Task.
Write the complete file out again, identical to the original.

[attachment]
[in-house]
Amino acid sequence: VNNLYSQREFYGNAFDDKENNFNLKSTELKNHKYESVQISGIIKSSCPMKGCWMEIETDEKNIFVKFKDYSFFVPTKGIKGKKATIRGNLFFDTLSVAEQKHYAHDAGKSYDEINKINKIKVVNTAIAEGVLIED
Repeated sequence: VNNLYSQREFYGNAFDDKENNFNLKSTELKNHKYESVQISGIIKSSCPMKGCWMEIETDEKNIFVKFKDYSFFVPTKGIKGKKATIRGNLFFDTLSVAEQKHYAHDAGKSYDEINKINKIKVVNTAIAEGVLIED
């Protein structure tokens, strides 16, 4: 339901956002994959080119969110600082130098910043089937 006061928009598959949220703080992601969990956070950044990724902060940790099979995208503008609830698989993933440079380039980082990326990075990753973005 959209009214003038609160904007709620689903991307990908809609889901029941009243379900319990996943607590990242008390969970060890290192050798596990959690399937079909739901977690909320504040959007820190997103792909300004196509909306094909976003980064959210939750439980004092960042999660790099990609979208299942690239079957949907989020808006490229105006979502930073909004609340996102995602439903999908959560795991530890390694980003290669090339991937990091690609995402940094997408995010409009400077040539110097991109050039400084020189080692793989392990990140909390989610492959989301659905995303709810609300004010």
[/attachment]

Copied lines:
[in-house]
Amino acid sequence: VNNLYSQREFYGNAFDDKENNFNLKSTELKNHKYESVQISGIIKSSCPMKGCWMEIETDEKNIFVKFKDYSFFVPTKGIKGKKATIRGNLFFDTLSVAEQKHYAHDAGKSYDEINKINKIKVVNTAIAEGVLIED
Repeated sequence: VNNLYSQREFYGNAFDDKENNFNLKSTELKNHKYESVQISGIIKSSCPMKGCWMEIETDEKNIFVKFKDYSFFVPTKGIKGKKATIRGNLFFDTLSVAEQKHYAHDAGKSYDEINKINKIKVVNTAIAEGVLIED
């Protein structure tokens, strides 16, 4: 339901956002994959080119969110600082130098910043089937 006061928009598959949220703080992601969990956070950044990724902060940790099979995208503008609830698989993933440079380039980082990326990075990753973005 959209009214003038609160904007709620689903991307990908809609889901029941009243379900319990996943607590990242008390969970060890290192050798596990959690399937079909739901977690909320504040959007820190997103792909300004196509909306094909976003980064959210939750439980004092960042999660790099990609979208299942690239079957949907989020808006490229105006979502930073909004609340996102995602439903999908959560795991530890390694980003290669090339991937990091690609995402940094997408995010409009400077040539110097991109050039400084020189080692793989392990990140909390989610492959989301659905995303709810609300004010």